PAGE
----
What to Expect From Windows 7

With Microsoft’s Professional Developer Conference just days away, so is the arrival of Windows 7. The pre-release test release of Microsoft’s next version of Windows, will undoubtedly be the most sought-after item in the goodie bag of freebies that attendees will receive on checking in to the show.

Microsoft (NASDAQ: MSFT) will not discuss its planned schedule, but it looks like Windows 7 will get its biggest moment in the sun on Tuesday, October 28. The show opens on Monday the 27th with Bob Muglia, head of the server and tools division, set to join Chief Software Architect Ray Ozzie during the keynote.

Day two will feature Ozzie and Steve Sinofsky, who is heading the Windows 7 development team. That would be the ideal time to discuss what’s in Windows 7, what Microsoft is looking for from developers, and perhaps even a release date.

Windows 7 isn’t a huge departure for Microsoft. It’s built on the Vista kernel and device driver, so existing device drivers will work on it. Thus far, through their numerous blog posts, the Windows 7 team has given away this much: Windows 7 will focus on performance, since Service Pack 1 for Vista didn’t really help in that department.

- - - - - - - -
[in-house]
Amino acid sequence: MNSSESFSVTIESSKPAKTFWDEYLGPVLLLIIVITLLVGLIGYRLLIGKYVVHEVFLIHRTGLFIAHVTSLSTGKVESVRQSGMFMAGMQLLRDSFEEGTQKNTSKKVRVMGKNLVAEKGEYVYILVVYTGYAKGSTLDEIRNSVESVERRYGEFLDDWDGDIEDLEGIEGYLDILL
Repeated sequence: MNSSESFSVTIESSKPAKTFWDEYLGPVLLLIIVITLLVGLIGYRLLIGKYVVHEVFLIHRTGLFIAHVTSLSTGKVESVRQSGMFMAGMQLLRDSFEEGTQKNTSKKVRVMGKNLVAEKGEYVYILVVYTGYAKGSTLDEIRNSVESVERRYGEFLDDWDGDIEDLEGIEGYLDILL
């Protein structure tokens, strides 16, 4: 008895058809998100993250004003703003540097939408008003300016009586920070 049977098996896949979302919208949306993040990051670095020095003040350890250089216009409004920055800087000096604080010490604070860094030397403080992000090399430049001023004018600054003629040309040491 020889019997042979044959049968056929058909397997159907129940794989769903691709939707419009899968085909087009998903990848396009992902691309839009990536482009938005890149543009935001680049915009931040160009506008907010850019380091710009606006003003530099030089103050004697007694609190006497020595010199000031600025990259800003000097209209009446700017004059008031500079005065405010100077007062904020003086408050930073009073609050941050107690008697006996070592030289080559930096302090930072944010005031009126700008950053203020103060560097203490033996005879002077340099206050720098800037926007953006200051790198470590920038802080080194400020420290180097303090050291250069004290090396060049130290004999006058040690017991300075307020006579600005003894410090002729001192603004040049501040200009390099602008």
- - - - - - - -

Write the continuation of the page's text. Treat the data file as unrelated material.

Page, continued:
It will add support for multitouch technology, similar to that found in Microsoft’s Surface tabletop computer, as well as support for solid state drives and using GPUs for general purpose applications. The “ribbon” interface in Office 2007 will find its way into many Windows applications. Windows 7 also introduces a new networking API with support for building SOAP-based Web services in native code.

The hated User Access Control (UAC) systems will be overhauled to make it a lot smarter. It couldn’t get much dumber, really. Microsoft estimates it will go from 775,000 unrecognized applications to 168,000 applications, so it will stop asking you for approval every time you make a move.

Microsoft has been fairly up front in communicating about its Windows 7 plans through regular, detailed Windows 7 blog updates. Mike Cherry, analyst with Directions on Microsoft, said he’s surprised, because Sinofsky was known for running silent during the development cycle of Office, his previous project.